One in four people, even when they have 70% or more heart blockages, don’t show any symptoms or report only certain vague ones like fatigue.
—Dr. Ashok Seth, Head of Cardiology, Fortis Escorts Hospital
‘Use heart to know heart.’ The 2023 World Health Day campaign stresses on the importance of understanding our hearts to ensure a healthier life. The Indian Heart Association indicates that 50% of all heart attacks in Indian men occur below the age of 50. Alarmingly, heart attacks are now more prevalent among younger age groups, putting those in their 30s and 40s at a higher risk.
Even those renowned for their fitness, such as celebrities and fitness models, are succumbing to them. What’s causing all this heartbreak? We aren’t sure yet, but bad lifestyle choices such as smoking, drinking, stress, lack of physical activities, and eating unhealthy play a big part.
However, heart conditions aren’t just limited to lifestyle. There are many other contributing factors that most people are unaware of.
Read on as we support the World Heart Day initiative by demystifying the unknown heart facts that can distort its health, guiding you toward a long, healthier life.
Extended sitting is a heart hazard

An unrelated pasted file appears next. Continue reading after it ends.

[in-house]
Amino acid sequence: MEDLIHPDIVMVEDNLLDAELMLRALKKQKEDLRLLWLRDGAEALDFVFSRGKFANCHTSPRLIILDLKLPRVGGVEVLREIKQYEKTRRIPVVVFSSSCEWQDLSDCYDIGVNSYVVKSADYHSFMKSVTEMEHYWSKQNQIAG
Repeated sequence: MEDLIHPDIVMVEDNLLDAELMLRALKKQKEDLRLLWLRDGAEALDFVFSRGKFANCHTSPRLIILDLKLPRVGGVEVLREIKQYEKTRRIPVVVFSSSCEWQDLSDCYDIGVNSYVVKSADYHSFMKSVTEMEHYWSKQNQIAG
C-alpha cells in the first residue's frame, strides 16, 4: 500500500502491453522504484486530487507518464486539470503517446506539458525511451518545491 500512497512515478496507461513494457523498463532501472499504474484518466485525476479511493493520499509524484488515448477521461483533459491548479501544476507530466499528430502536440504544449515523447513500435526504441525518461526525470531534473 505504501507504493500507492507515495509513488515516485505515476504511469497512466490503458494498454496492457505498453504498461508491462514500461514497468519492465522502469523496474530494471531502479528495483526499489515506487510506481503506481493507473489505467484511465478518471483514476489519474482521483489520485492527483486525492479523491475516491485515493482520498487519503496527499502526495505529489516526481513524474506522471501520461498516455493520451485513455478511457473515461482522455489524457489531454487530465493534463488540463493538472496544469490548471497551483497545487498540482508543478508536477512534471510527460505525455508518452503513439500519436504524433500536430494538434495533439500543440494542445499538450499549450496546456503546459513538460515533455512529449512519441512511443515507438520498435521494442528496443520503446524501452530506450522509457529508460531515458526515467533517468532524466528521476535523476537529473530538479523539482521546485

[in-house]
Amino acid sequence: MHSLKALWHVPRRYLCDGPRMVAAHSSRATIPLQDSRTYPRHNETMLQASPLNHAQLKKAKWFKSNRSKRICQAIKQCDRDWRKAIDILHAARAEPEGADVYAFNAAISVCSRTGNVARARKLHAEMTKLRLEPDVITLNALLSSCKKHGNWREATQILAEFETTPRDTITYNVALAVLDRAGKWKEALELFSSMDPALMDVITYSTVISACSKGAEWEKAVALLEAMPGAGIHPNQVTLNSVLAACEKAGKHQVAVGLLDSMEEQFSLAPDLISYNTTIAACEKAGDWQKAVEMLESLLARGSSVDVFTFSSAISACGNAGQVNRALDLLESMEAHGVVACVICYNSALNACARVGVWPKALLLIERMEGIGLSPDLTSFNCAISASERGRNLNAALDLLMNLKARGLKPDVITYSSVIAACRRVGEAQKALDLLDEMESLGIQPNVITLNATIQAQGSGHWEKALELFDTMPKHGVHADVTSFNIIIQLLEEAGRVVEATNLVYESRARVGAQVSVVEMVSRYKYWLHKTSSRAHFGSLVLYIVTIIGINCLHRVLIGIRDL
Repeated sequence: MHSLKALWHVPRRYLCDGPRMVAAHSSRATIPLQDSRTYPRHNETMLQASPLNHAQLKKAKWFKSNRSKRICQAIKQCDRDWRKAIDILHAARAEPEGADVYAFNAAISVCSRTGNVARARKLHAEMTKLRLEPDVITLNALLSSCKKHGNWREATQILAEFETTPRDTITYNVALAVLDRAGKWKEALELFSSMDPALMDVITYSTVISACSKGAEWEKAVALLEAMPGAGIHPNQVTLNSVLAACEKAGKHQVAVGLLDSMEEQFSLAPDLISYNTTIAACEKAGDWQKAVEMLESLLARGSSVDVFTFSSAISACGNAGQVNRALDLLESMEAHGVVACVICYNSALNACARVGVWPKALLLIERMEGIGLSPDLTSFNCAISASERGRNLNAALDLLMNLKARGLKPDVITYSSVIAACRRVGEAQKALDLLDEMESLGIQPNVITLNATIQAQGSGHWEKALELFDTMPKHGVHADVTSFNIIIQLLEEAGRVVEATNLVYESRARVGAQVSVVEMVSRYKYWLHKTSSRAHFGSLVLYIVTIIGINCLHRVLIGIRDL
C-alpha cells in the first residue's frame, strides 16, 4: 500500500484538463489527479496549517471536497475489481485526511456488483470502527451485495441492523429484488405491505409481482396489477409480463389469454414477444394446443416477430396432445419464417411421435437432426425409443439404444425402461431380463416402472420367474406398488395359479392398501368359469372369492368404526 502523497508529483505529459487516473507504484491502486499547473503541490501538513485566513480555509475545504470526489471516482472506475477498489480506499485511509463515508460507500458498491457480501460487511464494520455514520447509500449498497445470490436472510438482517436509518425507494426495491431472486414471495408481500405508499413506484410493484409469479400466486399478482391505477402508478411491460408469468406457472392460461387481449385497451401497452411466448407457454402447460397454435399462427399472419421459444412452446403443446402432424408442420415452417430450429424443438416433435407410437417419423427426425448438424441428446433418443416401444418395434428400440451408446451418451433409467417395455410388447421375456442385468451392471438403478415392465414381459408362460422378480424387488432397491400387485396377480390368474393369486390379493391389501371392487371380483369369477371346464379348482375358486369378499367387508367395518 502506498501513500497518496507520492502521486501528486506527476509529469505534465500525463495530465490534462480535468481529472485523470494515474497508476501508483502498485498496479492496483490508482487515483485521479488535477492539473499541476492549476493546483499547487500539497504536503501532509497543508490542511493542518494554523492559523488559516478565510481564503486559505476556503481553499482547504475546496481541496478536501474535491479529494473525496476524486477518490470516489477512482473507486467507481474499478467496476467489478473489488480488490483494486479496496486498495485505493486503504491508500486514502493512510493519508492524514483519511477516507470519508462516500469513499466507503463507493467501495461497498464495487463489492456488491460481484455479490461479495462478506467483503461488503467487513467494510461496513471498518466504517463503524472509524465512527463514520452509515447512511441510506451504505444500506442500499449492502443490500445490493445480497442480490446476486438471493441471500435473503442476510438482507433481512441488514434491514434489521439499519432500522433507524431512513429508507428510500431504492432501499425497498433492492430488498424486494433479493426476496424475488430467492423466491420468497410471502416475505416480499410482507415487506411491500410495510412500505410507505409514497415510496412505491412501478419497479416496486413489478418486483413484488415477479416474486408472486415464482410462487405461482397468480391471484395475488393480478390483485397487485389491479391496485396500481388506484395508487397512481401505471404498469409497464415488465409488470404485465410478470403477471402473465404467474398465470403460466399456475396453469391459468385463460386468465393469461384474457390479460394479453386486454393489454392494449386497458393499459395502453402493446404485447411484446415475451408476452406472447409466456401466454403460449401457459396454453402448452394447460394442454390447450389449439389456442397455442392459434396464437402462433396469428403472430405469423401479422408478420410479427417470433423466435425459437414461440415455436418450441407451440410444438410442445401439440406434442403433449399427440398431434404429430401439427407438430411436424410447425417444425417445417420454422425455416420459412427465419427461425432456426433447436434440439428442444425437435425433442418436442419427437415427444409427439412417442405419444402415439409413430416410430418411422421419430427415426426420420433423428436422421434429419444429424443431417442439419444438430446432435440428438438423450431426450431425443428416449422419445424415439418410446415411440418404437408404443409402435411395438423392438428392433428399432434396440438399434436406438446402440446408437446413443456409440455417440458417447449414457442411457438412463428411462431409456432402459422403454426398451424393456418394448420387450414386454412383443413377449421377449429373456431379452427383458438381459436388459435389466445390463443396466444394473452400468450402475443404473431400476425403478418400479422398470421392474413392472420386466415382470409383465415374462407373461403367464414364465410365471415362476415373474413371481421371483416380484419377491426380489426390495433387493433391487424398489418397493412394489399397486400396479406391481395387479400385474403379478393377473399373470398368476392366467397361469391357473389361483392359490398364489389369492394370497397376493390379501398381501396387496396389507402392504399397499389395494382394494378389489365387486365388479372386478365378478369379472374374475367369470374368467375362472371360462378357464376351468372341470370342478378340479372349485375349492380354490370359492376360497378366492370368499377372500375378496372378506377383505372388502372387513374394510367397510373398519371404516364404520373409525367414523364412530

In a recent report, PubMed highlighted that extended sitting, due to its association with sedentary behaviour, is linked to an elevated risk of cardiovascular disease and diabetes. A sedentary lifestyle can lead to the accumulation of fat around the abdominal area which results in a higher body mass index. This leads to our blood flow becoming slower leading to more deposits of fat around our heart in the form of cholesterol, thereby risking your heart health.When people sit for prolonged periods, the muscles burn less fat, and blood flows more sluggishly, allowing fatty acids to clog the heart more easily.
Don’t worry, just start getting more active by including these simple steps in your daily routine. Here are a few tips you can follow to ensure that sitting doesn’t become the new smoking for you.
- Break long periods of sitting by standing, stretching, or walking for just three minutes every half-hour.
- Regular exercise is a must. This could be brisk walking, cycling, swimming, or any form of aerobic exercise at least three times a week.
- Focus on maintaining a balanced diet. Fruits, vegetables, lean proteins, and healthy fats can assist in managing weight and improving heart health.
Inflammation is not good for your heart
Inflammation serves as a component of the body’s healing mechanism. Despite its useful effects, it can also lead to diseases or increase complications, including heart and circulatory diseases. How does inflammation exert such diverse effects? It can manifest in two forms: acute, which is for a short time, and chronic, which persists over time.